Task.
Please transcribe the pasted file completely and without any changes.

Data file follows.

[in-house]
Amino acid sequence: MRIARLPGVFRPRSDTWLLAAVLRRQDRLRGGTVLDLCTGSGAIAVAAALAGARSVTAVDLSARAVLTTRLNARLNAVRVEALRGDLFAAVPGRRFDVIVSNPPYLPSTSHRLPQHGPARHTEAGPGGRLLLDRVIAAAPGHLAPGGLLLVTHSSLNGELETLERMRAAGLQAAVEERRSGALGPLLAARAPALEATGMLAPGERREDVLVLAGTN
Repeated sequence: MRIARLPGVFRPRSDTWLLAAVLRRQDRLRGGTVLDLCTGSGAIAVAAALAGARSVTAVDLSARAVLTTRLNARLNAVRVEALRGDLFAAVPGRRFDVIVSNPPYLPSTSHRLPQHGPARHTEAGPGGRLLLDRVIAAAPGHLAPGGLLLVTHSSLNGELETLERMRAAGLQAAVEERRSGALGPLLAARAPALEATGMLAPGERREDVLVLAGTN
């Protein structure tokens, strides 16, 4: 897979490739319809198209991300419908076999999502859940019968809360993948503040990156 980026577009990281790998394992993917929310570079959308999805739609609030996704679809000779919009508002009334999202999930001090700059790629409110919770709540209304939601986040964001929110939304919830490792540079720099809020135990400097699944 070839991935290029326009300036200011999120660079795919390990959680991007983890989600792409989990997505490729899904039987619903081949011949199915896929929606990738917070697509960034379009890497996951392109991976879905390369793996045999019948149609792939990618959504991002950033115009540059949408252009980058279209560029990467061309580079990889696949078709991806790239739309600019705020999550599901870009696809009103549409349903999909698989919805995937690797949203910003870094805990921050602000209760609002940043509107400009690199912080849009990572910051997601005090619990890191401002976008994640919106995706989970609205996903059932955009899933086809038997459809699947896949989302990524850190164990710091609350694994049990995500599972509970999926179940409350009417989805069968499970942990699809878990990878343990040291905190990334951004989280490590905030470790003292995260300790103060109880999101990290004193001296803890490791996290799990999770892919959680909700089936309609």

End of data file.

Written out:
[in-house]
Amino acid sequence: MRIARLPGVFRPRSDTWLLAAVLRRQDRLRGGTVLDLCTGSGAIAVAAALAGARSVTAVDLSARAVLTTRLNARLNAVRVEALRGDLFAAVPGRRFDVIVSNPPYLPSTSHRLPQHGPARHTEAGPGGRLLLDRVIAAAPGHLAPGGLLLVTHSSLNGELETLERMRAAGLQAAVEERRSGALGPLLAARAPALEATGMLAPGERREDVLVLAGTN
Repeated sequence: MRIARLPGVFRPRSDTWLLAAVLRRQDRLRGGTVLDLCTGSGAIAVAAALAGARSVTAVDLSARAVLTTRLNARLNAVRVEALRGDLFAAVPGRRFDVIVSNPPYLPSTSHRLPQHGPARHTEAGPGGRLLLDRVIAAAPGHLAPGGLLLVTHSSLNGELETLERMRAAGLQAAVEERRSGALGPLLAARAPALEATGMLAPGERREDVLVLAGTN
């Protein structure tokens, strides 16, 4: 897979490739319809198209991300419908076999999502859940019968809360993948503040990156 980026577009990281790998394992993917929310570079959308999805739609609030996704679809000779919009508002009334999202999930001090700059790629409110919770709540209304939601986040964001929110939304919830490792540079720099809020135990400097699944 070839991935290029326009300036200011999120660079795919390990959680991007983890989600792409989990997505490729899904039987619903081949011949199915896929929606990738917070697509960034379009890497996951392109991976879905390369793996045999019948149609792939990618959504991002950033115009540059949408252009980058279209560029990467061309580079990889696949078709991806790239739309600019705020999550599901870009696809009103549409349903999909698989919805995937690797949203910003870094805990921050602000209760609002940043509107400009690199912080849009990572910051997601005090619990890191401002976008994640919106995706989970609205996903059932955009899933086809038997459809699947896949989302990524850190164990710091609350694994049990995500599972509970999926179940409350009417989805069968499970942990699809878990990878343990040291905190990334951004989280490590905030470790003292995260300790103060109880999101990290004193001296803890490791996290799990999770892919959680909700089936309609």